|MadSci Network: Biochemistry|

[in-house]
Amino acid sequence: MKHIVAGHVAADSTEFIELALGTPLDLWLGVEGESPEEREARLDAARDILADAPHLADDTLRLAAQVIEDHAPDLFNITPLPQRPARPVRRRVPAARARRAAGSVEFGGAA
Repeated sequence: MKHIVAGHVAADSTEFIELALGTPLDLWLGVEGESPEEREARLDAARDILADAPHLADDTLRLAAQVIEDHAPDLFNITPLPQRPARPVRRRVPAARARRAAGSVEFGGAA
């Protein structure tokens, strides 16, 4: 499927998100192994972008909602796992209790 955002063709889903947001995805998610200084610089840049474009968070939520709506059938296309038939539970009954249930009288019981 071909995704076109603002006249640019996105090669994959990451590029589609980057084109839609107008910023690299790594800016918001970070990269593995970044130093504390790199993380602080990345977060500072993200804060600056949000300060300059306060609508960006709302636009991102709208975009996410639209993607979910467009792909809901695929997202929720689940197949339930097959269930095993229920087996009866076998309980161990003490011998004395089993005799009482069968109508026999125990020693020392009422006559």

I have restated your questions and tried to answer them individually. How do antiemetics work? (Reference 1) Several classes of antiemetic drugs are now available. These agents block the actions of different neurotransmitters (histamine, acetylcholine, serotonin and dopamine) in the body. These agents act at several sites in the complex processes involved in the vomiting reflex. The vomiting reflex is coordinated in the vomiting center in what is called the "lateral reticluar formation", which is found in the medulla oblongata (a part of the central nervous system present at the base of your brain). This region receives information from various parts of the body, including the "chemoreceptor trigger zone" (which is present in the brain), the vestibular system (part of which is formed by the parts of the middle ear) and from various sites in the stomach and intestines. Do dramamine and meclizine act in different ways on the body? (reference 1) Dimenhydrinate (DRAMAMINE) and meclizine (ANTIVERT) both block certain actions of histamine , as well as certain actions of acetylcholine, in the body. How do they prevent nausea, vomiting and dizziness? (reference 1) Antihistamines and anticholinergics (agents that block the action of acetylcholine) may be effective in the treatment of motion sickness as the result of a similar action: the ability to block the transmission of information from the vestibular apparatus (the part of the middle ear that is involved in balance) to the emetic center in the medulla oblongata, which is a part of the brain involved in coordinating various reflexes (e.g., swallowing, vomiting). Why is drowsiness a usual side effect? (reference 1) Histamine, acting via H1 receptors in the central nervous system, increases wakefulness. Therefore, antihistamines that block the binding of histamine to H1 receptors and which enter the central nervous system cause drowsiness. In addition, anticholinergic agents cause drowsiness and, thus, antihistamines which possess anticholinergic activity also produce drowsiness via this action. Thus, older agents, such as diphenhydramine, which enter the central nervous system, cause sedation, while newer antihistamines, such as astemizole (HISMANAL) and loratadine (CLARITIN), which poorly penetrate into the CNS, are nonsedating. Patients vary in their susceptibility to the sedative effects of antihistamines. Do all antihistamines have the same effect on motion sickness? (reference 1) Not all "antihistamines" are effective in the treatment of motion sickness. The antihistamines that are effective for the treatment of motion sickness all have significant anticholinergic activity and, thus, it may be the anticholinergic (rather than antihistaminergic) action of these drugs that make them effective for treating motion sickness. The most effective of the antihistamines for the treatment of motion sickness are: dimenhydrinate (DRAMAMINE), diphenhydramine (BENADRYL), promethazine (PHENERGAN) cyclizine (MEREZINE) and meclizine (ANTIVERT). It should be pointed out that, although the term "antihistamine" is commonly thought to refer to medications that are useful for treating allergies and motion sickness, it actually refers to any drug that blocks the action of histamine. Histamine, like many substances in the body, exerts a variety of effects, depending on the tissue in which it is acting and the type of "receptor" with which it interacts. There are three types of histamine receptors: so called, H1, H2 and H3 receptors. The agents that are effective for treating motion sickness are H1 receptor antagonists (with significant anticholinergic actions). I have heard ginger (which acts on the stomach rather than the nervous system) is also effective... what's the most effective? There are varying reports on the effectiveness of ginger as an anti-nausea and antiemetic agent. Gary P. Barnas, MD, Medical Director of the Medical College of Wisconsin International Travelers Clinic states, "Recent studies have shown that Ginger root may be as effective as the other drug treatments [for motion sickness] but is associated with fewer side effects." (reference 2). In contrast, a study by Stewart and colleagues concludes, "…ginger does not possess antimotion sickness activity" (reference 3). I am not certain which is the most effective medication for the treatment of motion sickness. It seems that there is significant variability in patient responses to the available drugs and in the severity of the side effects that these drugs produce. The U.S. Food and Drug Administration states, "The Food and Drug Administration considers four active ingredients to be safe and effective for use in OTC drugs for motion sickness, says Gerald Rachanow, deputy director of the monograph review staff in FDA's Office of OTC Drug Evaluation. The ingredients are cyclizine (Marezine and others), dimenhydrinate (Dramamine and others), diphenhydramine (Benadryl and others), and meclizine (Bonine and others). (reference 5) Finally, I suggest that you take a look at the following MadSci page for a description of motion sickness: http://www.madsci.org/posts/archives/may99/926654723.Ns.r.html REFERENCES 1 Goodman & Gilman's The Pharmacological Basis of Therapeutics, Ninth Edition (1996), edited by J.G. Hardman et al., pp. 928-932 2 http://healthlink.mcw.edu/article/907367055.html 3 Stewart J.J., Wood, M.J., Wood, C.D. and Mims, M.E. (1991) Effects of ginger on motion sickness susceptibility and gastric function. Pharmacology 42 (2), pg. 111-120. 4 http://www.hc-sc.gc.ca/hpb/lcdc/publicat/ccdr/96vol22/dr2213ea.html 5 http://www.fda.gov/opacom/catalog/tummy.html
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